To tummy elastic, or not to tummy elastic? That is the question. As mentioned, double row snaps can leave a small gap a the top of the nappy. Some parents would rather this gap not be there, and as such the tummy elastic was born.
Side snapping nappies, a little bit different to your average MCN. A lot of them do away with rise snaps completely making them a fitted OSFM. The lack of rise snaps mean there’s less customisation and an ever so slightly smaller weight range. However in saying that, it means there’s also less room for user error, making them an easier nappy for beginners to use.
Time to choose your inserts. How much is your child’s output? Heavier outputs need more absorption. This can be achieved in two ways, boosting your inserts or by using natural fibres. Hemp and bamboo are the two thirstier natural fibre inserts on the market. This also means they’re quite popular and there are many premium brands who sell these inserts. A lot of cheaper brands will sell microfiber inserts, sometimes wrapped with a hemp or bamboo layer. You need to be careful to read the fine print or the insert composition to make sure you’re purchasing the right type of insert for you. Microfibres work for smaller babies, or babies with a smaller output, and will often need to be replaced or boosted heavily with more inserts as your child grows. Microfibres work like a sponge, and when compressed can cause a spill of fluid resulting in leaks.
Fitted all in one nappies are thick inserts shaped like MCN, but require a second cover to make them waterproof. These are particularly useful as night nappies when children are sleeping in longer chunks overnight. That’s not to say they can’t be used as day nappies, plenty of brands offer two absorption types in fitteds for day and night use.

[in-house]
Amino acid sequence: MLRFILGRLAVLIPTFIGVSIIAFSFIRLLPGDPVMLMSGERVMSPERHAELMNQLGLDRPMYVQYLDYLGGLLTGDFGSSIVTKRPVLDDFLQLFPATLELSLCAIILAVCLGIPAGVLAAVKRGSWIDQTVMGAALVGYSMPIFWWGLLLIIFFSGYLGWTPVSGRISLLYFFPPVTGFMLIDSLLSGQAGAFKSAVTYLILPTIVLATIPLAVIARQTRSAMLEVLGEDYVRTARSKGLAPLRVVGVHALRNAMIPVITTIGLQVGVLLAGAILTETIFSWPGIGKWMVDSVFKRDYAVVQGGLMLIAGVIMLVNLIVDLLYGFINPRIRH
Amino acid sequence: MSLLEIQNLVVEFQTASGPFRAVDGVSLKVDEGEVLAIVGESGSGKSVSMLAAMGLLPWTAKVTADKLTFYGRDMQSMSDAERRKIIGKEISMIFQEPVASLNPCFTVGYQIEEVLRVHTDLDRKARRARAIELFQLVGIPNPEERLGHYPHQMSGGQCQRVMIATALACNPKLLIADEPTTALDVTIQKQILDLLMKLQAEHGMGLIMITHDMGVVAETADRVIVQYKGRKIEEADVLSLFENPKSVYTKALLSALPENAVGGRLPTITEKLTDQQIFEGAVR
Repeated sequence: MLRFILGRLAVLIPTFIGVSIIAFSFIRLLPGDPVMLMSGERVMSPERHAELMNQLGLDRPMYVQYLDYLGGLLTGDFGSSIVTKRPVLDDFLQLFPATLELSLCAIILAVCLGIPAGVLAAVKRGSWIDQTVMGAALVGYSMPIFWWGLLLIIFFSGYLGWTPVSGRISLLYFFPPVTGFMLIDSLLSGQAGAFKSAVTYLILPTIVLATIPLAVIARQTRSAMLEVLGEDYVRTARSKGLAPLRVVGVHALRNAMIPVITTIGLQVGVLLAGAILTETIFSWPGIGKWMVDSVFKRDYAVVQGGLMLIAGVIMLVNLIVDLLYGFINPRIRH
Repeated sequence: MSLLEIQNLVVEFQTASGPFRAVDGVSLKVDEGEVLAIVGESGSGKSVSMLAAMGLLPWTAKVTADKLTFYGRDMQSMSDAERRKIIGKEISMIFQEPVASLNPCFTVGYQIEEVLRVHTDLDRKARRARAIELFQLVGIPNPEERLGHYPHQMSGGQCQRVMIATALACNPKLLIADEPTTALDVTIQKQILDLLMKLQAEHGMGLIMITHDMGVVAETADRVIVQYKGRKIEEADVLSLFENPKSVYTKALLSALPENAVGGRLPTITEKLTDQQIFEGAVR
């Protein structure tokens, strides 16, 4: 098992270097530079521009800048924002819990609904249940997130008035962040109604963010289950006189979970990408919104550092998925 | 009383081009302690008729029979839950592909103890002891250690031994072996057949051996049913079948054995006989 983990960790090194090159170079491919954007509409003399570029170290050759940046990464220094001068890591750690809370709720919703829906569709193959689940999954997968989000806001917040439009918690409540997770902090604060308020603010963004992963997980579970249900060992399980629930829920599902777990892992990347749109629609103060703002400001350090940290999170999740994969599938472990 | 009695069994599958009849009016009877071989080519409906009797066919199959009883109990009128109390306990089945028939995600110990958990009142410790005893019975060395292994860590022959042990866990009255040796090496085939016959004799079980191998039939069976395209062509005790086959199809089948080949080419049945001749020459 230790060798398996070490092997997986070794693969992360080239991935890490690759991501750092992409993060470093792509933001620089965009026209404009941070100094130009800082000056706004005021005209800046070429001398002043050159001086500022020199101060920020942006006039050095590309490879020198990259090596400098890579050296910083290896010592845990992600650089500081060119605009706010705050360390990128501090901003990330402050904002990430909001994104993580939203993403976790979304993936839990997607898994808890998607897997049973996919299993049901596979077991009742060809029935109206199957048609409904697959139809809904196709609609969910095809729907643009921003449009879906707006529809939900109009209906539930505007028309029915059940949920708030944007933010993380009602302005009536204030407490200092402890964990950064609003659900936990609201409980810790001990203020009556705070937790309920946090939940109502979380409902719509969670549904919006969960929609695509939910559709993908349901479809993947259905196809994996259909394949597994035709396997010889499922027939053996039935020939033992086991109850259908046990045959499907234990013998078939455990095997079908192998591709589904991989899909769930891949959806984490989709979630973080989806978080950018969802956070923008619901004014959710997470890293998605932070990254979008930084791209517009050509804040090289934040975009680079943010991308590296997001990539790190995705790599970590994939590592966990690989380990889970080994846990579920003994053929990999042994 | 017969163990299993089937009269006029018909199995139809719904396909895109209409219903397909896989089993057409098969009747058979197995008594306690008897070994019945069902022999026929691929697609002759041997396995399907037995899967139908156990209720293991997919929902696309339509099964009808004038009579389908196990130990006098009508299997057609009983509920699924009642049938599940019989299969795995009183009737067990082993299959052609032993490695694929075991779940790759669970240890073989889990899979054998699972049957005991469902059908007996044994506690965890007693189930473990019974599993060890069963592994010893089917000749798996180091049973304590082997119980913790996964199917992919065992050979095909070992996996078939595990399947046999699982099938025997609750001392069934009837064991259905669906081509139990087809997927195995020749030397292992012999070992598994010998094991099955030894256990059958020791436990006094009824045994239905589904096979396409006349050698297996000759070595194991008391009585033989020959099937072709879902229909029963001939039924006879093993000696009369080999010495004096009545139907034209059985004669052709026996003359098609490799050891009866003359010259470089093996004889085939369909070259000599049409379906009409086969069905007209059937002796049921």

When using fitteds or even terry cloth, lanolised woolies are another cover option. Woolies are wool covers and take the place of pyjama bottoms. These come in booty covers, shorties, or longies. Woolies need minimal washing after use, just an air out to help evaporate any leftover fluid. Washing recommendations say that if woolies are retaining smells after airing, it’s time to wash. Once washed, they need to be relanolised with a lanolin solution to become water resistant. This option is not suitable for vegans, as lanolin is sheep sebum.
Picking a cloth type is a lot harder when you’re still pregnant, or newly making the switch. Cloth nappy stockists often sell multi packs, featuring many different types of nappies for you to use. Many mainstream brands will also sell discounted duo packs of their specific nappies for users to try. These duo packs often come at a “one per household” caveat. This is a great way to build your stash and see what type works for your family.
We hope to have covered most types of nappies on the Australian market, and if we haven’t, please reach out to us so we can answer any other questions you may have.
By Morgan Thomas of @morganaveril.mcn